The CLEI Center of Keratoconus was founded in 2002 by Dr. Peter Hersh. A graduate of Princeton University, Johns Hopkins Medical School, and Ophthalmology Residency and Fellowship in corneal surgery at Harvard Medical School, Dr. Hersh envisioned a subspecialty center devoted to all aspects of keratoconus care.
Now joined by Dr. Steven Greenstein and Dr. John Gelles, the Center provides keratoconus patients with state-of-the-art keratoconus diagnostic and analysis technique, therapeutic care, subspecialty contact lenses of numerous customized designs, and the complete range of surgical procedures. At CLEI, keratoconus patients candidates undergo a comprehensive and lengthy evaluation using all the newest state-of-the-art technologies.
Using this evaluation, your individual needs can be matched to the proper treatment – our goal to optimize results and achieve a good, long-term stable vision. In addition to clinical care, the CLEI Center for Keratoconus at the forefront of research and innovation in keratoconus treatment.
Introduction to Keratoconus
Keratoconus occurs in about one out of every 1,000 individuals. In fact, as we develop better screening tools, it is likely that many more are affected.
Keratoconus is caused by the weakening of the cornea, the clear lens that is the front of your eye (like the crystal on a watch). As a result, the cornea bulges out of its smooth, dome-like structure, and assumes a more conical and irregular configuration.
Because of this change in shape, the cornea loses its ability to form a clear image in the eye. Furthermore, this irregularity of the corneal optics and visual perturbations progress over time.
Why is this? Optically, in the keratoconic cornea, light is not completely focused because of the corneal distortion. This causes scattering of light rays and the formation of “visual static”, much like the static that you may find on a TV.
This distortion, and consequent visual static, can increase over time, with a decrease in vision and visual symptoms such as light glare and halo as well as double or triple vision.
Like static on a TV, non-focused light in keratoconus causes “visual static” which causes glare and multiple vision.
The presentation and impact of keratoconus can vary widely from person to person. Usually, it is first detected in a patient’s teens or twenties. In its earliest stages, keratoconus often masquerades as astigmatism or nearsightedness, two of the more common eye conditions.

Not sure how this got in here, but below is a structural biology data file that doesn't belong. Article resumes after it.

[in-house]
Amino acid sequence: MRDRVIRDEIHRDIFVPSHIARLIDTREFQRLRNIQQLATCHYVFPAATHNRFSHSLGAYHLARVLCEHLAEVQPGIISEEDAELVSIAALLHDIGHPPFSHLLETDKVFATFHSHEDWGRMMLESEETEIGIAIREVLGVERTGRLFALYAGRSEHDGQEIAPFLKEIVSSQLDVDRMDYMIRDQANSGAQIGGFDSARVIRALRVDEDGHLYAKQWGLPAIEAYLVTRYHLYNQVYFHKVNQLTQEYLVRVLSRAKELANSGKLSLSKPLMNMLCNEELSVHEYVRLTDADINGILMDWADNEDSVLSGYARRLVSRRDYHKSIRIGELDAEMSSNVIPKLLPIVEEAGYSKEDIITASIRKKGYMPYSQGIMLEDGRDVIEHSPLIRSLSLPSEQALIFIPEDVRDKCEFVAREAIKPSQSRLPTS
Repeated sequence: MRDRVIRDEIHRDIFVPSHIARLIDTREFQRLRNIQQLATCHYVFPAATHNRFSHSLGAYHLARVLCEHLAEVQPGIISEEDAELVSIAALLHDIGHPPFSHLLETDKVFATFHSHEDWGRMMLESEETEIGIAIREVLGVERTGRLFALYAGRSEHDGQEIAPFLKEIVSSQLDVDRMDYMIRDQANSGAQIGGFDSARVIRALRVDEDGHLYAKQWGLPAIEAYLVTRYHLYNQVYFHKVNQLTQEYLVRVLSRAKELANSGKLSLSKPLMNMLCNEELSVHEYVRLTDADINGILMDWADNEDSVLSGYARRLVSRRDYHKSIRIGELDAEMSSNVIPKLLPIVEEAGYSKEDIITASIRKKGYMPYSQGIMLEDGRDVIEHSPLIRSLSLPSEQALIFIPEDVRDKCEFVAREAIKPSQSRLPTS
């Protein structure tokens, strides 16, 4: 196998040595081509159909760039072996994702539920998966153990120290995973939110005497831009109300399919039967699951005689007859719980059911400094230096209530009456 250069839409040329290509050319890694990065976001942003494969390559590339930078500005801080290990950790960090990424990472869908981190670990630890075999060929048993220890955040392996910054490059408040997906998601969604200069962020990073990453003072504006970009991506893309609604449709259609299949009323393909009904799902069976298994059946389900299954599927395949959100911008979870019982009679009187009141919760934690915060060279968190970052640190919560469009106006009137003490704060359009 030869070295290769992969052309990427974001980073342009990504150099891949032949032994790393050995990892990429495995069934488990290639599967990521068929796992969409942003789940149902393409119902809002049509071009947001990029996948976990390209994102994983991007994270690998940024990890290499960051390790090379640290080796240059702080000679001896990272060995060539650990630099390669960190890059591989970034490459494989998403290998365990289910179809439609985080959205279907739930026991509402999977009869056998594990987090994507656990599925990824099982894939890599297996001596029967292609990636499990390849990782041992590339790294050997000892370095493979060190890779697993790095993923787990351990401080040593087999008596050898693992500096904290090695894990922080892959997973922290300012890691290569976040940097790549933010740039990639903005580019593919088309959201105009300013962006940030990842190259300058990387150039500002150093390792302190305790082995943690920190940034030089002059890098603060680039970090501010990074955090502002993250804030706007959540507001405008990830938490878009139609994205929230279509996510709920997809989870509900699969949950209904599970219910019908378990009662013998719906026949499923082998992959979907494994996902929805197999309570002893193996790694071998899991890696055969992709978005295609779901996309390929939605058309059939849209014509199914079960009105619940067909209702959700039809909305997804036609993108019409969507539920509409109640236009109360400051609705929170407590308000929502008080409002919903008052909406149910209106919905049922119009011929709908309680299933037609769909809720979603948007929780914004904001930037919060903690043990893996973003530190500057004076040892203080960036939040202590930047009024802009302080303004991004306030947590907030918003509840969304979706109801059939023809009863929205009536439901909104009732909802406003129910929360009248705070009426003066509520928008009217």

Often, it is only after numerous unsuccessful attempts at vision correction with glasses or soft contact lenses that your doctor may look elsewhere for a diagnosis.
What Causes Keratoconus?
The actual cause of keratoconus is unclear. It may have a genetic, inheritable component. However, in many patients, there are no family members with the disease.
Similarly, most children of keratoconus patients do not have keratoconus, but they should be checked in early adolescence for signs of keratoconus because early treatment can prevent the progression of the condition over time.
Keratoconus is typified by corneal thinning and biomechanical instability. This may be caused by abnormalities in the normal collagen structure of the cornea.
Collagen is the main structural component of the cornea. Collagen is a molecule that typically is very strong. For example, it makes up most of the structure of the tendons and ligaments of your muscles and bones. The weakness of the corneal structure causes keratoconus and its progression over time.
The normal cornea is made of pancakes (or lamellae) of collagen tissue in a complex array. In keratoconus, the collagen lamellar architecture may be abnormal.
A complex arrangement of these pancakes and the extracellular matrix of biologic sugars maintains optical shape and structural integrity in the normal cornea. The interweaving of the collagen lamellae and linkages between molecules gives the cornea its strength. Around the edge of the cornea, the collagen bands change to a circular belt, providing additional support to the round corneal architecture.
Finally, transverse-oriented lamellae insert into the front layers of the cornea (Bowman’s layer), acting as roots to further support corneal structure. This complex micro-organization is altered in keratoconic corneas. In keratoconus, the collagen fibrils are unevenly distributed, with rearrangement of their normal conformation.